Administration -- Information Technology
The Technology for Educational Achievement (TEACH) program provides funding for telecommunications access for educational agencies, broadband infrastructure grants, and teacher training grants. The Committee voted for a modification to increase funding for TEACH by $6 million in FY2017-18. The Committee also increased funding for library aids by $1.5 million. Finally, the Committee passed a provision to add legislative oversight to the State Transforming Agency Resources (STAR) project. The STAR project is an overhaul of the state’s HR, financial, and procurement IT systems.

Administration -- Housing
The Committee slight modified and approved the Governor’s recommended funding to connect homeless individuals with permanent employment and technical changes to better direct housing aid to individuals with the most need.

Workforce Development -- Employment and Training
The Governor recommended another $11.5 million for Fast Forward grants which fund workforce training programs such as apprenticeships and internship programs. The Committee approved the Governor’s recommendation and made the following changes to the program:

•Modified the Teacher Development Program to broaden the pool of eligible candidates.
•Increased funding for Career and Technical Education grants to school districts by $1 million.
•Provided up to $1 million for grants to school districts for the purchase of technical education equipment.
•Approved the Building Occupational Skills for Success (BOSS) program in Milwaukee  

Workforce Development -- Other Programs
The Committee approved two of the Governor’s recommendations to transfer worker’s compensation positions from the Division of Worker’s Compensation at DWD to the Division of Hearings and Appeals at DOA. These transfers finalize the worker’s compensation transfer that was initiated in the last budget. 

Natural Resources -- Departmentwide
Car-Killed Deer Carcasses
In recent years roughly 20,000 deer carcasses have been removed Wisconsin’s roads and highways annually. The Committee voted to transfer the responsibility for the removal of car-killed deer to DOT, and allowed DOT to contract for removal of car-killed deer with private vendors, counties, or municipalities.

Wisconsin Natural Resources Magazine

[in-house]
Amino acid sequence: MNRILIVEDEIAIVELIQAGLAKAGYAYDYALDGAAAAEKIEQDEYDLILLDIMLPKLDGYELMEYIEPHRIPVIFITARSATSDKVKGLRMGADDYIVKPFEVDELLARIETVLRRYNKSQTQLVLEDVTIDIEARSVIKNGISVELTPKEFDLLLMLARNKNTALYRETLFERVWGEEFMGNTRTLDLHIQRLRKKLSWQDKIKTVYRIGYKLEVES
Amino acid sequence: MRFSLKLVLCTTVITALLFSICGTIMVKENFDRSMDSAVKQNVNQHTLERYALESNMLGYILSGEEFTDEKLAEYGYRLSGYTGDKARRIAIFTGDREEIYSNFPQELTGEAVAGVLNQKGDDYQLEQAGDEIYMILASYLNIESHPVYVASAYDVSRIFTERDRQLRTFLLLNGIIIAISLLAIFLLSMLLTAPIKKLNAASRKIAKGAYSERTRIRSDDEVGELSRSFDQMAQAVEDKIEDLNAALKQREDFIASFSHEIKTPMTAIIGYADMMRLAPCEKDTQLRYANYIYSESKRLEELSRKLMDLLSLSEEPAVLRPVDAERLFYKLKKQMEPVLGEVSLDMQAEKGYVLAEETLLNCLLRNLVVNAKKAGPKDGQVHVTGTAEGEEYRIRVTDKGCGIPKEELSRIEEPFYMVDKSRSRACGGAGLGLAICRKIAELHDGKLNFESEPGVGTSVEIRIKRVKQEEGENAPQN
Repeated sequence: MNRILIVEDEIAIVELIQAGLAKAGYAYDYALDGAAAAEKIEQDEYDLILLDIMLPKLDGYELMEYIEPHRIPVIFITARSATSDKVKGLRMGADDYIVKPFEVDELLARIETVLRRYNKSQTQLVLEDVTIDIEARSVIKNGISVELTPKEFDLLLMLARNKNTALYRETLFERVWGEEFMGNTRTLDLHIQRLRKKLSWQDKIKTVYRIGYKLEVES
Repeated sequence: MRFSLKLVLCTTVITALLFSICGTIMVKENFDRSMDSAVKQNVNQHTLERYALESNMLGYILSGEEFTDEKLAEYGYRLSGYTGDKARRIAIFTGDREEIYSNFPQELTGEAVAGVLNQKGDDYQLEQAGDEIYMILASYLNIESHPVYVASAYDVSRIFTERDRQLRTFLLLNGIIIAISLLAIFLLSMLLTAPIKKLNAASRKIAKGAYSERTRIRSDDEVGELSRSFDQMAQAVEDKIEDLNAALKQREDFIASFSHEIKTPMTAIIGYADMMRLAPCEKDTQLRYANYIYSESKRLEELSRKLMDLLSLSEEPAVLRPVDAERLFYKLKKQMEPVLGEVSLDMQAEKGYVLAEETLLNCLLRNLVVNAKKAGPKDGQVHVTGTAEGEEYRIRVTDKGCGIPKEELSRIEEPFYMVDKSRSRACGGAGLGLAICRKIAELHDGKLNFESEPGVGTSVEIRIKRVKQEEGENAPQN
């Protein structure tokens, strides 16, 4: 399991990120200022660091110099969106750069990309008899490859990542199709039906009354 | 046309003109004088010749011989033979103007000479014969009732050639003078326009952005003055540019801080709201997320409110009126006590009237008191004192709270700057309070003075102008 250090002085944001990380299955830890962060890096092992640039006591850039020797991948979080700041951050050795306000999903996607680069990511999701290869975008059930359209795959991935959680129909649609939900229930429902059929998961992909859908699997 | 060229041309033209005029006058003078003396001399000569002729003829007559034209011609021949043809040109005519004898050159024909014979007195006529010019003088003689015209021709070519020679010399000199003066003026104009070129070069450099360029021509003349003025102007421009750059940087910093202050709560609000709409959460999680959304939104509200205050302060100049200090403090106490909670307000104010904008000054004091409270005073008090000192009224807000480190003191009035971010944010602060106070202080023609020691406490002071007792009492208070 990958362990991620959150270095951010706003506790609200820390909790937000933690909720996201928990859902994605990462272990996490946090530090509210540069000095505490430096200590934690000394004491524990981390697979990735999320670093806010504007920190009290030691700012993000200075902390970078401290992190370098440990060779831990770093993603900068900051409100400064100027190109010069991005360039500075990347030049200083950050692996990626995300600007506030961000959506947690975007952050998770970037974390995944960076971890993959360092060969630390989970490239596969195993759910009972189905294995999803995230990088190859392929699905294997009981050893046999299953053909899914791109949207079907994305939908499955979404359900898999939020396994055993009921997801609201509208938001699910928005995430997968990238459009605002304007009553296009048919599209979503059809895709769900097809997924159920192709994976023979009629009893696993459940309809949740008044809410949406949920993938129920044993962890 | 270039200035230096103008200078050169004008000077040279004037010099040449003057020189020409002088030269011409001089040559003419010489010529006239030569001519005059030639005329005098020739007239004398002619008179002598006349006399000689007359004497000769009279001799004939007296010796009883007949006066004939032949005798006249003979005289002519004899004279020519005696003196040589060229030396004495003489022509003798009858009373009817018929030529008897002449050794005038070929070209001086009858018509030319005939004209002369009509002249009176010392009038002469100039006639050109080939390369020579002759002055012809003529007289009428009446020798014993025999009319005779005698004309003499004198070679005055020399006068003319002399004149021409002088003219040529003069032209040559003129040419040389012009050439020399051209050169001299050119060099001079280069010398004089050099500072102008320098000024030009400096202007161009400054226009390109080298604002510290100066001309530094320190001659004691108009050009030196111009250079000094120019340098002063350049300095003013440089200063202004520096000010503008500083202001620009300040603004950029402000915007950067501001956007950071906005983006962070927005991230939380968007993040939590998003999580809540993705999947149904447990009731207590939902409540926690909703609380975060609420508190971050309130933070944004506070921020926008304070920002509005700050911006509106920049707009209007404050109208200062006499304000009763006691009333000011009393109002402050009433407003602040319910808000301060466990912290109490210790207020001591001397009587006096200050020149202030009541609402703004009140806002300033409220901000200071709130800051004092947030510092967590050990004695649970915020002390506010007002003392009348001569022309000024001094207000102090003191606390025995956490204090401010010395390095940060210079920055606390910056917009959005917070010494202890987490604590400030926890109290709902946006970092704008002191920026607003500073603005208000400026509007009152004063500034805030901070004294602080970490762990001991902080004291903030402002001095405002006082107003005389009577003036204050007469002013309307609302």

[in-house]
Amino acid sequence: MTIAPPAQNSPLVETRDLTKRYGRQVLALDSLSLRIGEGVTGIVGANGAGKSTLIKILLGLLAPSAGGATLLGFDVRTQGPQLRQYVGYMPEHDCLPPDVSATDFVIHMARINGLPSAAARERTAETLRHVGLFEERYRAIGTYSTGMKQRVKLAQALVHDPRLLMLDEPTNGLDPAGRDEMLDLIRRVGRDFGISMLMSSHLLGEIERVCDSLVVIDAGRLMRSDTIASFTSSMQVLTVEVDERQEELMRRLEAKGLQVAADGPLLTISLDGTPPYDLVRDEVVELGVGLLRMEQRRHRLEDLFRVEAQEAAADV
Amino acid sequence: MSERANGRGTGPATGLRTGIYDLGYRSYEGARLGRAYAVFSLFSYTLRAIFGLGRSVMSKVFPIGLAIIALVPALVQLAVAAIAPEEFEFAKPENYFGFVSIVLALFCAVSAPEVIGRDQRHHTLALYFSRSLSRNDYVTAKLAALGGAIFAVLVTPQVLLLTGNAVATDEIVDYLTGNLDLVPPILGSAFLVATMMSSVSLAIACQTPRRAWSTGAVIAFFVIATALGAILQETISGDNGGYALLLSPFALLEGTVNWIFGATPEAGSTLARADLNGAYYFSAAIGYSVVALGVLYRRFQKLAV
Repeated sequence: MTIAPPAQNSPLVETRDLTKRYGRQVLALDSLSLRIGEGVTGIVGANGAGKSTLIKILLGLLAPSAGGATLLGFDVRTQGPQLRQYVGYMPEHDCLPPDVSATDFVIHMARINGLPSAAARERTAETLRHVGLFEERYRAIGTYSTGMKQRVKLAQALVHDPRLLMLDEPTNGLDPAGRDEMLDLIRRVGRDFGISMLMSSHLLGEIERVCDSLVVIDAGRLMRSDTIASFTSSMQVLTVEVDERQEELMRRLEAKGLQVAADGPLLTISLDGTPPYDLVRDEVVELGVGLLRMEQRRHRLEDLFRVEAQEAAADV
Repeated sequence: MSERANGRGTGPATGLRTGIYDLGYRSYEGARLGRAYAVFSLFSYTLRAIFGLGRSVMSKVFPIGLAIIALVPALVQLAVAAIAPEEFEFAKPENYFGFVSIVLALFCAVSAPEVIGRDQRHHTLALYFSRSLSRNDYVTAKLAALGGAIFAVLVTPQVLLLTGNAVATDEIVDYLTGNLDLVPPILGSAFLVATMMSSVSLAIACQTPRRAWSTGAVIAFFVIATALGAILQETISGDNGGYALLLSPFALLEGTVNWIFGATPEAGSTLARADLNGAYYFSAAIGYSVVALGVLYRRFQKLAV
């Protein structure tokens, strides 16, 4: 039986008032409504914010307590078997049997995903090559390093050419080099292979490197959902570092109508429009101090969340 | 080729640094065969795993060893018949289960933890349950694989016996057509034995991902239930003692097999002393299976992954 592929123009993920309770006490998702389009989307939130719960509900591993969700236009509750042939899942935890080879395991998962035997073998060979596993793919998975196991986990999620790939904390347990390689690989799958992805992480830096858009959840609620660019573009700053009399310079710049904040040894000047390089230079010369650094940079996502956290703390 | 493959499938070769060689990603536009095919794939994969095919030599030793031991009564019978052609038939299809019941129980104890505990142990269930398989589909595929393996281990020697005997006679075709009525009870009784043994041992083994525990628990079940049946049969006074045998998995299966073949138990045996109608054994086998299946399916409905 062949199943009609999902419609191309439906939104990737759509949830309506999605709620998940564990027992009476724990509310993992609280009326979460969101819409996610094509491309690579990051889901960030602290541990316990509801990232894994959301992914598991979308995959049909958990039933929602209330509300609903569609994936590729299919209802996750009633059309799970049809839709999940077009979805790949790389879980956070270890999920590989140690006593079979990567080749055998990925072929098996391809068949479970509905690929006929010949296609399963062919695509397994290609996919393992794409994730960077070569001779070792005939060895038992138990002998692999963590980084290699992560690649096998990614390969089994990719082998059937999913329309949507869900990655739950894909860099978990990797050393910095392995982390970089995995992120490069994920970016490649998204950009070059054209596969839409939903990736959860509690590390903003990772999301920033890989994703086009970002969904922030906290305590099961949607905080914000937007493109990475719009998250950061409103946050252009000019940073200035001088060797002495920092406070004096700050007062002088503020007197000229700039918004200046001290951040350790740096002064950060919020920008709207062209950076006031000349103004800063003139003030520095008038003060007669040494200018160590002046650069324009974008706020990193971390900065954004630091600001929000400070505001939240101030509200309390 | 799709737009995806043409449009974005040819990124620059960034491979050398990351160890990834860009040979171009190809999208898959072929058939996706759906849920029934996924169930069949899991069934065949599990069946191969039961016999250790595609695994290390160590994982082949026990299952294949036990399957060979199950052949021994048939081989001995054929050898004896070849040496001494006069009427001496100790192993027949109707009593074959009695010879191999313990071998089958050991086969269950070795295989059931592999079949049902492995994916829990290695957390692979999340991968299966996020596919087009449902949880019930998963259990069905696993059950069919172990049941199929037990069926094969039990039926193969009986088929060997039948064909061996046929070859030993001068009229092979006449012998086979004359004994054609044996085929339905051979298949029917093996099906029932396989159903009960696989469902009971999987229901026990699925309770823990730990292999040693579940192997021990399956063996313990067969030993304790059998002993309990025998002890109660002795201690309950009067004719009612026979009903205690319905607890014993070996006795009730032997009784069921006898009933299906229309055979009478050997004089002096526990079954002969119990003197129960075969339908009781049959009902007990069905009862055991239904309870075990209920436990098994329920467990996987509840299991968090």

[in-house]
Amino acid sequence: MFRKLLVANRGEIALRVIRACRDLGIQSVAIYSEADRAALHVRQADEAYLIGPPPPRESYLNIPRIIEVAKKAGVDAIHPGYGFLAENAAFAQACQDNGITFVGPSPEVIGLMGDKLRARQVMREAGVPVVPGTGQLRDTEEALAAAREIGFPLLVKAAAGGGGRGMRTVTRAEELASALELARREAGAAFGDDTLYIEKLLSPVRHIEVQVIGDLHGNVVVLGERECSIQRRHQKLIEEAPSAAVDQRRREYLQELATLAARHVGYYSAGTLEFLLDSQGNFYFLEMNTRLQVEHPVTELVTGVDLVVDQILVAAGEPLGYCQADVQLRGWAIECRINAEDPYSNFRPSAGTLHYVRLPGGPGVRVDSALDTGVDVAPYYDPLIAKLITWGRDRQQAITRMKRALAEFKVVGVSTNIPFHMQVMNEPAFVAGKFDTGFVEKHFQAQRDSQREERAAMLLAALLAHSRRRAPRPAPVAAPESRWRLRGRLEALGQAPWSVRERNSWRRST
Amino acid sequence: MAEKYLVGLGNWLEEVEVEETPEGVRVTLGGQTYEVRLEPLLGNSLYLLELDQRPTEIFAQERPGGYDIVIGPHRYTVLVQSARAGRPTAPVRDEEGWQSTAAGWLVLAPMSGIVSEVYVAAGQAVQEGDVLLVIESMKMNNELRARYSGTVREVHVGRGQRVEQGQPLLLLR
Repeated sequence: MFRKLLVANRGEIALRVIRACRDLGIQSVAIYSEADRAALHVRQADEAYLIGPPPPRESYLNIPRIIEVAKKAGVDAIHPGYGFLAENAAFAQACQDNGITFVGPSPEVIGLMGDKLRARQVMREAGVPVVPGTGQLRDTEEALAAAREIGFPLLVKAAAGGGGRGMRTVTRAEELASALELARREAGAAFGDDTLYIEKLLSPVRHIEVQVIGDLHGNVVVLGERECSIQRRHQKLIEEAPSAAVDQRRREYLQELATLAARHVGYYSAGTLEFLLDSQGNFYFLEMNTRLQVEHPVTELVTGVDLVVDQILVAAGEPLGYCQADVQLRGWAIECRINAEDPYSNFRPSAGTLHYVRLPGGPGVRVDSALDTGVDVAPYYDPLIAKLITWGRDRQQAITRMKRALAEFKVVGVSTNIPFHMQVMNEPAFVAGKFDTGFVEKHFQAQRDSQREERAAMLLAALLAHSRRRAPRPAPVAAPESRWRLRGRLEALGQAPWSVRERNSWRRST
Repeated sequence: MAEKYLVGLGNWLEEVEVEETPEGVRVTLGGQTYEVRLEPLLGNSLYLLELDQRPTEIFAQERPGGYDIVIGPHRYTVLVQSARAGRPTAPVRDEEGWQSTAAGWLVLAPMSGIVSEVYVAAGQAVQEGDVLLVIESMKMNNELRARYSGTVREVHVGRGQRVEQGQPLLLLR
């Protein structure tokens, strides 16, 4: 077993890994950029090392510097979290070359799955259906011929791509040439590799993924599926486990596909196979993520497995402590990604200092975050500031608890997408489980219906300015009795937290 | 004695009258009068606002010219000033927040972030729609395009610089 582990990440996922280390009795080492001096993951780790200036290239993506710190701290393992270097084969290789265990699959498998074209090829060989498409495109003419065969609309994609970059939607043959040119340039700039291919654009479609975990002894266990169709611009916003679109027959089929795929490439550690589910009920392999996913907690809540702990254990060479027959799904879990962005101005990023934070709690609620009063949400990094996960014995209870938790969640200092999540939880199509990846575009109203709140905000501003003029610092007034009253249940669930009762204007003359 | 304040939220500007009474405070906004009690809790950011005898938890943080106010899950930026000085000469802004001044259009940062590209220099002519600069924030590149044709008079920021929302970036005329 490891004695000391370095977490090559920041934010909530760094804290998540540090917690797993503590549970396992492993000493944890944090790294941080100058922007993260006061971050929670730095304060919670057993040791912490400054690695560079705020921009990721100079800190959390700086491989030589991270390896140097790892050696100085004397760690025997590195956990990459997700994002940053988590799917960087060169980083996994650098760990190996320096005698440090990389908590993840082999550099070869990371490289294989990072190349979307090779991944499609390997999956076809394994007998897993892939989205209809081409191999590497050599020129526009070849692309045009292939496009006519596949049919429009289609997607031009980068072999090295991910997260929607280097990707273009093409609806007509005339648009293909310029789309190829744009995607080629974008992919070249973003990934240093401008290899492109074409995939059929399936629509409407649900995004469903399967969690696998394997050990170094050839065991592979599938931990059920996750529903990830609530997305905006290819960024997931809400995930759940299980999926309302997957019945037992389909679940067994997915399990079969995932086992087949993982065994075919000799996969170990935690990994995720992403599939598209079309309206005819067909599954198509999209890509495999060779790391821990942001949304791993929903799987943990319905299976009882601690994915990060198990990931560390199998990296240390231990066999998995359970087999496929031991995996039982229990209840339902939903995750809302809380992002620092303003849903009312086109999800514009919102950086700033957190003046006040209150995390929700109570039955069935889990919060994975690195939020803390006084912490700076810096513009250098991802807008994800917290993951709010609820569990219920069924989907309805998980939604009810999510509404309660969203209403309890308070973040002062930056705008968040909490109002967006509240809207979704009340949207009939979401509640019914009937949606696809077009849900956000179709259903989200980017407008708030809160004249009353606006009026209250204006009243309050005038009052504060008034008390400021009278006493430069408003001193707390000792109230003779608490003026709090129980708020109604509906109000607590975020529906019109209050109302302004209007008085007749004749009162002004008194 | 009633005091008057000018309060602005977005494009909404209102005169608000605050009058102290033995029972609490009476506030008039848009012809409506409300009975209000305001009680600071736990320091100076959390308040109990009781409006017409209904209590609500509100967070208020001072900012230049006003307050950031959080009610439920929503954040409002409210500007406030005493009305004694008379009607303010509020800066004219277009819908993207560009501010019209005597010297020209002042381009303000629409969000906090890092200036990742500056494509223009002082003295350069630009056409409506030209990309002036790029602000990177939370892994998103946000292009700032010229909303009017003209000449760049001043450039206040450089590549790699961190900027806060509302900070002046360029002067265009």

The Committee adopted a motion developed that maintains the Wisconsin Natural Resources magazine published by DNR, but reduces the frequency of the magazine and streamlines its administration.

Stewardship
The stewardship program will continue in the same form as current law. Last session the Committee enacted limitations on stewardship acquisitions to encourage a more targeted approach focused on high quality properties, with more legislative oversight. In addition, the Committee approved several specific projects from unobligated bonding authority from previous years.  

Natural Resources -- Forestry, Parks and Recreation
State Park Fees
DNR operates 77 recreational properties open to the public, including 45 state parks, 15 state trails, two national scenic trails, eight southern forests, and seven recreation areas.

•Allow daily admission fees to increase by up to $5 at the Secretary’s discretion.
•Increase range of nightly camping fees in state parks by up to $10 at the Secretary’s discretion.
•Directed DOT and DNR to develop a plan to allow the purchase of a recreational passport when an individual renews his or her annual vehicle registration.
•Increase the statutory cap on the percentage of campsites that may be electrified from 30% to 35% and specify that nightly fees for electric campsites at five high-demand parks may be increased from $10 to $15.
•Provide $2 million of spending authority over the biennium for development and maintenance activities on state park properties.

Forestry Mill Tax
While broad support was expressed for the elimination of the Forestry Mill Tax, as proposed by the Governor, the Committee did not act on the proposal at this time. Rather, the Committee chose to wait on the proposal to act on property taxes as a whole at a later date, and to further examine other ideas to ensure adequate forestry services and protections are provided once the mill tax is eliminated.

The Committee approved several other items addressing Recreational Aids and Wildlife Management.
•Restore funding for ATV safety enhancement grants and also include references to UTVs
•Increase the maximum amount awarded for basic snowmobile trail aids from $250 to $300 per mile and increase the threshold for eligible supplemental trail aids for grooming costs from $150 to $200 per mile per year. Also eliminate the sunset for trail stickers and direct the Governor’s Snowmobile Recreational Council to report to the Committee on options for developing and maintaining unfunded trails.
•Elk Damage Payments expansion to cover additional damage abatement measures.
•Ensure that Wolf Damage payments are fully funded to cover damages to livestock and domestic animals.
•Modifications to Canada Goose hunting registration and reporting requirements so that reporting may occur once annually.
•Eliminate Deer and Wild Turkey tags.

 ICYMI: In Case You Missed It

Water Ski Bill: Click here for Lake Geneva Regional News Article

Heavy Truck Per Mile Fee: Click here for Milwaukee Journal Sentinel Article

My capitol office is here to help you with general inquiries as well as questions and concerns regarding legislative matters. Feel free to contact me or my staff. We are always ready to assist you in your needs. Please visit my website for press releases and other Capitol updates.

 If you have any comments regarding the subject of this E-Update, please feel free to contact me.   


Rep. Amy Loudenbeck 
State Capitol, Room 304 East
PO Box 8952
Madison, WI 53708

Toll-Free (888) 529-0031 or (608) 266-9967
Rep.Loudenbeck@legis.wi.gov| |